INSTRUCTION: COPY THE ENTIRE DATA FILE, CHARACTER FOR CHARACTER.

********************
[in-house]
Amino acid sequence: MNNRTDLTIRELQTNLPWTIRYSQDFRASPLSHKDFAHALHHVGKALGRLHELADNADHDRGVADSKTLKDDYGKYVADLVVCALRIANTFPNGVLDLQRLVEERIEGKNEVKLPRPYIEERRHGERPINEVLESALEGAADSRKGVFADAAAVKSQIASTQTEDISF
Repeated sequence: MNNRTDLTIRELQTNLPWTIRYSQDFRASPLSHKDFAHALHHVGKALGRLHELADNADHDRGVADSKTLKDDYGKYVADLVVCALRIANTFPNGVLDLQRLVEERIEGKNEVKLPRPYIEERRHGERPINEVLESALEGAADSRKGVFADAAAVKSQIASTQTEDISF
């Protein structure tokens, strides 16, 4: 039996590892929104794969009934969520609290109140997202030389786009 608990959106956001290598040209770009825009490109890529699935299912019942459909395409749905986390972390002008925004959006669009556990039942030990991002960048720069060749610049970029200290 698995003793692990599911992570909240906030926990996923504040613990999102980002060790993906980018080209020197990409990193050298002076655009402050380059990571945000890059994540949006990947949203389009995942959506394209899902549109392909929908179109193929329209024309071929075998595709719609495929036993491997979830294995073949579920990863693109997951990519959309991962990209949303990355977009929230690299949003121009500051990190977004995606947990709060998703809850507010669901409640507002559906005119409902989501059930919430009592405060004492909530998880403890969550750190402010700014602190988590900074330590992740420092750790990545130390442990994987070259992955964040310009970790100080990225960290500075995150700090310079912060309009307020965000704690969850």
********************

[in-house]
Amino acid sequence: MNNRTDLTIRELQTNLPWTIRYSQDFRASPLSHKDFAHALHHVGKALGRLHELADNADHDRGVADSKTLKDDYGKYVADLVVCALRIANTFPNGVLDLQRLVEERIEGKNEVKLPRPYIEERRHGERPINEVLESALEGAADSRKGVFADAAAVKSQIASTQTEDISF
Repeated sequence: MNNRTDLTIRELQTNLPWTIRYSQDFRASPLSHKDFAHALHHVGKALGRLHELADNADHDRGVADSKTLKDDYGKYVADLVVCALRIANTFPNGVLDLQRLVEERIEGKNEVKLPRPYIEERRHGERPINEVLESALEGAADSRKGVFADAAAVKSQIASTQTEDISF
């Protein structure tokens, strides 16, 4: 039996590892929104794969009934969520609290109140997202030389786009 608990959106956001290598040209770009825009490109890529699935299912019942459909395409749905986390972390002008925004959006669009556990039942030990991002960048720069060749610049970029200290 698995003793692990599911992570909240906030926990996923504040613990999102980002060790993906980018080209020197990409990193050298002076655009402050380059990571945000890059994540949006990947949203389009995942959506394209899902549109392909929908179109193929329209024309071929075998595709719609495929036993491997979830294995073949579920990863693109997951990519959309991962990209949303990355977009929230690299949003121009500051990190977004995606947990709060998703809850507010669901409640507002559906005119409902989501059930919430009592405060004492909530998880403890969550750190402010700014602190988590900074330590992740420092750790990545130390442990994987070259992955964040310009970790100080990225960290500075995150700090310079912060309009307020965000704690969850």